Nervous mood continues to prevail on Wall Street, as reflected by the U.S. index futures, which point to a slightly lower opening. The Asian markets derived some comfort from a report from China, which showed a slowdown in the pace of manufacturing activity in the nation. Meanwhile, private sector activity data from the eurozone was not encouraging, suggesting deepening of recessionary conditions. A move by Moody's to lower its credit rating outlook for Germany reflects fears that even a robust economy such as Germany may not be spared in the eventuality of a eurozone break-up.
Domestic earnings are painting a blurred picture of corporate health. Amid the fluid global macroeconomic condition, the markets may face difficulty in finding a firmer footing.
As of 6:15 am ET, the Dow futures are receding 6 points, while the S&P 500 futures are slipping 1.90 points and the Nasdaq 100 futures are moving down 4.50 points.
U.S. stocks declined sharply on Monday amid intensifying eurozone worries. The major U.S. averages opened notably lower, but gradually pared their losses over the course of the session, yet closed with steep losses.
On the economic front, the Federal House Finance Agency, or FHFA, is set to release its house price index for May at 10 am ET. Economists expect a 0.3 percent increase in the house price index compared to a 0.8 percent increase in April.
The Richmond Federal Reserve's manufacturing index due at 10 am ET is expected to come in at 0 for July compared to -3 in June.
In corporate news, Texas Instruments (TXN) second quarter adjusted earnings beat estimates, while its revenues were just shy of estimates. The company's third quarter guidance was downbeat.
Health Management Associates (HMA) reported second quarter earnings that were in line, while its revenues missed expectations.
VMWare (VMW) reported better than expected second quarter earnings and in line revenues, while it raised its full year revenue guidance. The company also announced a deal to buy Nicira for $1.25 billion.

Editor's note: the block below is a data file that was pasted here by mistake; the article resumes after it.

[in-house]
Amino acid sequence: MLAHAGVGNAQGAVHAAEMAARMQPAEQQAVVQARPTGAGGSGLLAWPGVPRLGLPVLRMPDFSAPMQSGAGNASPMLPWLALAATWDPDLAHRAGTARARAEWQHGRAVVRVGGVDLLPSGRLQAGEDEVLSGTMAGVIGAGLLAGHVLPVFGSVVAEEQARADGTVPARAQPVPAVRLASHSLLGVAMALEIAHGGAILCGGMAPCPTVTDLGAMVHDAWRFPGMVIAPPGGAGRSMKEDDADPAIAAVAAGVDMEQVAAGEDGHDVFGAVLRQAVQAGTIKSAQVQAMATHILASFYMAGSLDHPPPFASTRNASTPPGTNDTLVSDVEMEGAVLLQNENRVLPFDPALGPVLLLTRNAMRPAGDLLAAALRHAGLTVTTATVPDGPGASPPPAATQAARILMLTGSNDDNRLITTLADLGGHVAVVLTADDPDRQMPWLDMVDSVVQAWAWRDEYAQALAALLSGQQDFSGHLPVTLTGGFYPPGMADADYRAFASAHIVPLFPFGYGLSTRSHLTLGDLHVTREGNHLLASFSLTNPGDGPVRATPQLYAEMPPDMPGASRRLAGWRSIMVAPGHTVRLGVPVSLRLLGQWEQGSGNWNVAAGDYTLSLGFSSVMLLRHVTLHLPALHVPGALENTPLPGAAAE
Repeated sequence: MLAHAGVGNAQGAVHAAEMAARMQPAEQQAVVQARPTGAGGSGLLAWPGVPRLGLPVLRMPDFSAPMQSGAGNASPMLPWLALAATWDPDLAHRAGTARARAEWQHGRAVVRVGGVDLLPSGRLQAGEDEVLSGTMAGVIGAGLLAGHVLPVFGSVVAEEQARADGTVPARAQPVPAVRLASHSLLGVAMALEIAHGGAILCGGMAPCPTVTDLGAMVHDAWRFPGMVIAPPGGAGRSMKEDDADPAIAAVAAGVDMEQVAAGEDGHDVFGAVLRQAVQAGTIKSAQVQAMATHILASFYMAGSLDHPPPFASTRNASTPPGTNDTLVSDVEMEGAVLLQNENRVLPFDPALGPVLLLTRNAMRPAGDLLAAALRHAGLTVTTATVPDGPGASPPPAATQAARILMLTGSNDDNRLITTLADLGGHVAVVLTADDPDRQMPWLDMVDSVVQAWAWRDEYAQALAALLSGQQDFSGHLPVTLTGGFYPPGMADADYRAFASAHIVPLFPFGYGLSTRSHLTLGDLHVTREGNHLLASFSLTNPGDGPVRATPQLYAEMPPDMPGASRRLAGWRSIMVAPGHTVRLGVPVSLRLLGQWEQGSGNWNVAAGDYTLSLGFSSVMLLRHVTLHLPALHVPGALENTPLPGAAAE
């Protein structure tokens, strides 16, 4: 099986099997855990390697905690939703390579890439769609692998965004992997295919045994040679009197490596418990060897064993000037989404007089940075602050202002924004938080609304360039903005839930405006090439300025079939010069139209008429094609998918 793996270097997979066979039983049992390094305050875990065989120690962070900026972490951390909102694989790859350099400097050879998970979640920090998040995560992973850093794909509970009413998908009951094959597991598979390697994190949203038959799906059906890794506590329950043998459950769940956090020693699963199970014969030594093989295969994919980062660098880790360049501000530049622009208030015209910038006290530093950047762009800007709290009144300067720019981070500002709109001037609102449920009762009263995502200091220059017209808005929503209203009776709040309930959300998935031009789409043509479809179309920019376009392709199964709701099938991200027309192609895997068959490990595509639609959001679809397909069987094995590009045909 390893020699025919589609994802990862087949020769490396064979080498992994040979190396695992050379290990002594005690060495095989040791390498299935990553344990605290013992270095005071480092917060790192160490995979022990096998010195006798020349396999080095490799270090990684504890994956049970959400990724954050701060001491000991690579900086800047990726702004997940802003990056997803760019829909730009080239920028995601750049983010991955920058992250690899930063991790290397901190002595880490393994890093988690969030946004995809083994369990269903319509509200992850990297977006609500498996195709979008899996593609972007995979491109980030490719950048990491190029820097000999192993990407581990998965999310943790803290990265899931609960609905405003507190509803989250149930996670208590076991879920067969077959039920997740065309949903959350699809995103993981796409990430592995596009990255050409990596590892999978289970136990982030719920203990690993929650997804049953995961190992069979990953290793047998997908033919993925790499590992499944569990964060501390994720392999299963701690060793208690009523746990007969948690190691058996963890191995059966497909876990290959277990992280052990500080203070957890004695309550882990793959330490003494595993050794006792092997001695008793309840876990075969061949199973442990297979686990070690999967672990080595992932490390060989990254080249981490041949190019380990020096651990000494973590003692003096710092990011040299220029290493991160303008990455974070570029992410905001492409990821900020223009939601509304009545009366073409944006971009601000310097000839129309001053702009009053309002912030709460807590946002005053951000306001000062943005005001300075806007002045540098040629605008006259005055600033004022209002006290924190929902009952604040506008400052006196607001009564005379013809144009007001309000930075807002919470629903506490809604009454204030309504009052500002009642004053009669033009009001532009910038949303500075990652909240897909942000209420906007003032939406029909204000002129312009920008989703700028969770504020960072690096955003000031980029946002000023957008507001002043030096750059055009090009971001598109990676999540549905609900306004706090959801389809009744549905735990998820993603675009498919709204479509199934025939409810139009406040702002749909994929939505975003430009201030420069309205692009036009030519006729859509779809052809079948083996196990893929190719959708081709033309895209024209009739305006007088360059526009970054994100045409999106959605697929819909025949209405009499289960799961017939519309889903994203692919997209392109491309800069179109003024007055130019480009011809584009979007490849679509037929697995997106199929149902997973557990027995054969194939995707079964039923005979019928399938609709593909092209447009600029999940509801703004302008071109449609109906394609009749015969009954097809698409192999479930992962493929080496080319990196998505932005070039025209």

Baidu.com (BIDU) reported second quarter earnings per ADS of $1.24 per share, ahead of the $1.24 per ADS consensus estimate. Revenues rose 59.8 percent and also exceeded estimates. The company's third quarter revenue guidance was also above estimates.
Owens & Minor (OMI) reported second quarter results that trailed estimates. The company also announced that it has agreed to buy Movianto Group, which will provide the company an entry into the European healthcare market for $158 million. Dupont's (DD) quarterly earnings beat estimates, while the guidance was soft.
The major Asian markets went about in a listless manner amid the economic anxieties before closing on a mixed note. Even as traders remained concerned about the European debt situation, a report showing a slowdown in the contraction of the Chinese manufacturing sector offered some consolation.
Japan's Nikkei 225 average languished below the unchanged line for much of the session before closing down 20.23 points or 0.24 percent at 8,488. Australia's All Ordinaries moved about in a lackluster manner before moving decisively above the unchanged line in late trading. The index closed at 4,161, up merely 2 points or 0.05 percent.
Hong Kong's Hang Seng Index slid 150.27 points or 0.79 percent before closing at 18,903. Trading was cancelled in the morning due to a Typhoon threat.
Flash estimates released by Markit Economics revealed that the purchasing managers' index for China came in at 49.5 in July, up from 48.2 in June, suggesting the slowest contraction in manufacturing activity in five months. The modest improvement came about due to a rebound in output.
The major European markets are seeing some volatility and are currently trading mixed. The French CAC 40 Index and the German DAX Index are slipping modestly, while the U.K.'s FTSE 100 Index is advancing marginally.
Earlier before the European markets opened, Moody's lowered its outlook on its credit rating for Germany to negative from stable. The outlook for Netherlands and Luxembourg were also reduced. The action was premised on the likely financial sector shocks arising from a possible exit of Greece from the eurozone.
Meanwhile, debt offerings by Spain were fairly well received, although the cost of borrowing increased. Spain sold 3.05 billion euros worth of 3-month and 6-month Treasury bills compared to its 2-3 billion euro-target.
Flash estimates released by Markit Economics showed that its manufacturing purchasing managers' index for the eurozone slid 1 point to 44.1 in July. On the other hand, the services index rose 0.5 points to 47.6.
In corporate news, Netherlands' TomTom reported a decline in second quarter adjusted earnings and revenues. STMicroelectronics (STM) reported a loss for its second quarter. SAP (SAP) released encouraging second quarter results. Norwegian telecom company Telenor reported a 32 percent increase in second quarter operating profit and also reaffirmed its full year guidance.
by RTT Staff Writer
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